Veronique Darwin

Writing about Gatsby to be Relevant

In Literary Events, Thoughts on Writing on May 13, 2013 at 9:38 pm

 

I’m going to write a post about The Great Gatsby because I feel I am falling into irrelevance and infrequency here on my blog and I just want to write something that catches my own eye. I always try and read blogs or the news but it’s as though anything happening anywhere is still less interesting than something happening to me. So instead I read fiction or I sit here puzzled by life or I bury myself in work. That sounds horrible but I am becoming a teacher so that means I cut out coloured paper or plan how to explain something simple.

So the new Gatsby movie was so much better than the last Gatsby movie, which I stopped halfway through. There’s something so bad about a movie following a book so exactly, like someone lost their imagination and then decided to make a movie. Though this movie quotes the book at parts, it strives more to reinvent the mood of the book, which is really what the book is, a mood. I didn’t remember the end scene after the first time I read it; I just remembered how I felt when I read the book. I read it in high school but not for high school and was forever after puzzled about why other high school students had to read it for high school. I couldn’t find the academic merit in it. It was so light; it was so easy. It made me feel so much.

gatsbybook

(photo from youngtopublishing.com)

I had a similar reaction when I read The Sun Also Rises, which I think but am never sure is my favourite book. Somebody wrote this ninety years ago? Somebody became a great American writer for writing this? These books are my twenties though they’re written in the twenties. They are about nothing more than him wanting her and all the seduction, passion, wit, nostalgia and pain that comes with that. They are about alcohol and money and glamour and everything that is misplaced and desirable in your twenties.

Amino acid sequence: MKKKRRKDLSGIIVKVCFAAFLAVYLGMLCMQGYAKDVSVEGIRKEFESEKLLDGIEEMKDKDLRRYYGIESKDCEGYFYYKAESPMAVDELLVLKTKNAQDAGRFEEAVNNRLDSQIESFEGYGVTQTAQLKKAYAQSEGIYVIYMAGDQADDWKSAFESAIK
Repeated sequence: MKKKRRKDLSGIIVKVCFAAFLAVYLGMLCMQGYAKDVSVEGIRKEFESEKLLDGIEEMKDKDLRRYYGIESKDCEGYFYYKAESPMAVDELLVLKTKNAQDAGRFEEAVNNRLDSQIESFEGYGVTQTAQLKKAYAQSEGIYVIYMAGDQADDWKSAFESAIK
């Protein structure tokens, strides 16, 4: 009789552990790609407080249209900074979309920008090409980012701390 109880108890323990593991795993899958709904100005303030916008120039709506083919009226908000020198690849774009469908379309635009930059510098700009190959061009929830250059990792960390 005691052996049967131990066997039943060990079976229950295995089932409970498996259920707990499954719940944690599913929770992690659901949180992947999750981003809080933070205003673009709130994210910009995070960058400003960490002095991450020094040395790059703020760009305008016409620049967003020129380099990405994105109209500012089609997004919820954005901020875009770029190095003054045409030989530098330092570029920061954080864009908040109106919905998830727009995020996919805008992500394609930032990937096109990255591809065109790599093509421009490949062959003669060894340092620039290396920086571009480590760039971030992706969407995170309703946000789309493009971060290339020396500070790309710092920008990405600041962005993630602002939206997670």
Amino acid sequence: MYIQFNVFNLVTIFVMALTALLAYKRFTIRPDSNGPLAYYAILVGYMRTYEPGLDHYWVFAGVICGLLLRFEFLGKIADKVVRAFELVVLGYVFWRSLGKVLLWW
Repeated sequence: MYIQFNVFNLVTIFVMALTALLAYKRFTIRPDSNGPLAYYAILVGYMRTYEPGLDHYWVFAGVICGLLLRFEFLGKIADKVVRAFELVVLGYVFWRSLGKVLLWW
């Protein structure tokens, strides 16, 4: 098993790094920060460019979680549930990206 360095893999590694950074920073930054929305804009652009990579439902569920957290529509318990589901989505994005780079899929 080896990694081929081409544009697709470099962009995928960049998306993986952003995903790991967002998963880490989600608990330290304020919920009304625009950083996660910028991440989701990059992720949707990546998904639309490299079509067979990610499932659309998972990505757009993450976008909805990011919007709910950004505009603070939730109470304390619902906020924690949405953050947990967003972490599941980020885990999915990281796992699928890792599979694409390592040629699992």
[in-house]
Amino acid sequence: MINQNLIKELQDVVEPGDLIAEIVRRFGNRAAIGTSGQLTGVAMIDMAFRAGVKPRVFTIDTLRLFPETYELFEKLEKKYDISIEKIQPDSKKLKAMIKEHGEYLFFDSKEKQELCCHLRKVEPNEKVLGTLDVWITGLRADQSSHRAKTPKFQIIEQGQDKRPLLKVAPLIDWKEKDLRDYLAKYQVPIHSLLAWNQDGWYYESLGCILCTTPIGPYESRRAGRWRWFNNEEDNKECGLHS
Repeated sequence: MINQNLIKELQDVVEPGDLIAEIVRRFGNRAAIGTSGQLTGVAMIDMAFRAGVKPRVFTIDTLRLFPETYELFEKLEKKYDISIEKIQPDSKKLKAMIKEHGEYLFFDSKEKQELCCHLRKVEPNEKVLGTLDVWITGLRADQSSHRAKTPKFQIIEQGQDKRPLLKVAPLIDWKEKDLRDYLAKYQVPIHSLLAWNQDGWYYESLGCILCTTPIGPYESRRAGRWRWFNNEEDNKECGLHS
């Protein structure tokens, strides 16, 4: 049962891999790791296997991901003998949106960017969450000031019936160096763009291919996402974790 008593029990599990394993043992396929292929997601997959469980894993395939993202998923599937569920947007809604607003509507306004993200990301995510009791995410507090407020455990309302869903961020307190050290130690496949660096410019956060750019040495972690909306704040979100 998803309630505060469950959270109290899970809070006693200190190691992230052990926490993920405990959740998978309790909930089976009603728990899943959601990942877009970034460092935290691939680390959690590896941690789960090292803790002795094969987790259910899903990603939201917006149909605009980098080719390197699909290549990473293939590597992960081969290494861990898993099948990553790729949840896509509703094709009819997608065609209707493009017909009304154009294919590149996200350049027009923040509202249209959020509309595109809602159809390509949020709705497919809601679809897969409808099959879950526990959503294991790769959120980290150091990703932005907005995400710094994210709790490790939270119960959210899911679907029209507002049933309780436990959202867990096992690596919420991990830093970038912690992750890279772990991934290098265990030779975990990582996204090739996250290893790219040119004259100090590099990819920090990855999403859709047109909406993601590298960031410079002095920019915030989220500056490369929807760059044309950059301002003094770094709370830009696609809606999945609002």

It was at some point long after I started writing it that I realized I am writing the book about my twenties. The whole thing seems to lose a little hope when I admit this because I have another six years to go and so then does the book. But I’m doing it whether I want to or not. Being in your twenties is about a certain self-absorption that couldn’t possibly be overcome in a first novel. I can’t write about the thirties until I’ve gotten me out of the way enough. I’m obsessed with me and everything around me and me interacting with it. It’s still sexy, it’s still young. I still want things. It’s why Gatsby is relevant: people have gotten stuck in their twenties.

Think of the good music that’s coming out now. Think of the people who are running big businesses like Twitter and Facebook. Think of who is driving revolutions, good and bad. Think of who are the people who are getting hit in the long run in this financial crisis. It’s us! It’s all about us! At least when we’re involved. To me, it’s all about us. You might have turned thirty.

Gatsby is about wanting love and about losing love and every kind of emotion that comes with that. It gives a mood to that gnawing anxiety we feel. It even makes it fun. This movie was able to sync two generations together: people in their twenties in the twenties and people in their twenties now. A final warning to please read the book first before seeing the movie, for fear you lose some capacity for imagination or maybe just some cachet. Reading is really in right now for people in their twenties.

 

 

 

 

 

 

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  1. Love your connection between being in your 20s and the 1920s … so relevant for the book/film’s loss of innocence theme. I definitely agree with you about this film being a better adaptation than the 1970s version.

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